Missouri has carried out its 1st execution of the year. The state has executed 47-year-old Walter Storey, who was sentenced to death for the murder of 36-year-old Jill Frey, a neighbor whom Storey killed with a knife on February 2, 1990.
He received a lethal dose of pentobarbital at 12:01 a.m. in the execution chamber at the Eastern Reception, Diagnostic & Correctional Center in Bonne Terre. As the lethal injection took place, Storey turned his head towards his families members in the witness room and began to sing or chant until his breathing stopped. His official time of death was 12:10 a.m. Prior to the execution, Storey declined to take sedatives of valium and midazolam.
“For this world full of anger, hate, and revenge, I would like to pray for peace, forgiveness, and love! I love everyone, even those who are doing this deed,” said Storey in a final statement.
Court documents say Storey received a divorce petition from his estranged wife on February 2, 1990. At that time, Storey was living with his mother in a St. Charles, Missouri apartment building. After a heavy night of drinking, Storey ran out of alcohol and decided to rob his across-the-hall neighbor, Jill Frey, a special education teacher.
Storey got a knife from his kitchen and climbed up Frey’s balcony, entering through an unlocked sliding glass door. Storey brutally beat Frey to death, inflicting no fewer than twenty blunt force impacts, six broken ribs, a stab wound to the abdomen, and two fatal cut wounds to the neck. After killing Frey, Storey stole her car keys, purse, and car.
The next day, Storey returned to Frey’s apartment using the stolen keys and attempted to wipe down the apartment to cover up any evidence. Storey cleaned under Frey’s fingernails with her own toothbrush, put evidence in a dumpster, and threw Frey’s keys in the lake behind her apartment.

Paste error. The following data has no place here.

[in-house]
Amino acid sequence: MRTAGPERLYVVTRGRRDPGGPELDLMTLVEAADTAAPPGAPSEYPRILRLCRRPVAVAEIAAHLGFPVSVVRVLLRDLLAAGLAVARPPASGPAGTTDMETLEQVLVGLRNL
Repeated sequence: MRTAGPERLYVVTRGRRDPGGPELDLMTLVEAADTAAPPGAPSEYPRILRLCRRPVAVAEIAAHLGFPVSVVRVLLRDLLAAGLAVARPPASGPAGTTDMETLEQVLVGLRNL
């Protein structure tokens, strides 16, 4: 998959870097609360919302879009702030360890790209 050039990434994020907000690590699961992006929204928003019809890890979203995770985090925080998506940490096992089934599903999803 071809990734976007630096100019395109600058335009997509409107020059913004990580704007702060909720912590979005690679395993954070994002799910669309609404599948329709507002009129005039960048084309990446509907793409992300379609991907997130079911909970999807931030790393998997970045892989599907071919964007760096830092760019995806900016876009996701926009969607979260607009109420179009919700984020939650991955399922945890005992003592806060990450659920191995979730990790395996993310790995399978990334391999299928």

The day after that, Frey’s body was found by her co-workers after she failed to show up for work.
Storey’s attorneys tried to appeal by arguing that the execution shouldn’t proceed because Missouri has used midazolam, which is part of the three-drug protocol used in Oklahoma. The U. S. Supreme Court ordered a halt to executions in Oklahoma using that drug, and Storey’s attorneys said that is grounds to halt his execution in Missouri. The State argued that Missouri doesn’t use midazolam to execute inmates, but only offers it as a sedative to ease their anxiety, and therefore the Court’s ruling has no meaning in Missouri executions. Storey’s attorneys also raised arguments related to Missouri’s execution protocol and use of a drug mixed by an unregulated compounding pharmacy, but those arguments have failed to result in stays in executions scheduled in Missouri in each month since November 2013. Governor Jay Nixon then denied an appeal for clemency for Storey.
Storey’s execution could be the final one in Missouri scheduled to happen at 12:01 a.m. in the morning. The State Supreme Court, at the request of the Department of Corrections, has set Missouri’s next execution, that of 74-year-old Cecil Clayton, to happen between 6:00 p.m. March 17 and 5:59 p.m. March 18. Executions in Missouri had been scheduled to be carried out at 12:01 a.m. the morning of the given date since the late 1930s.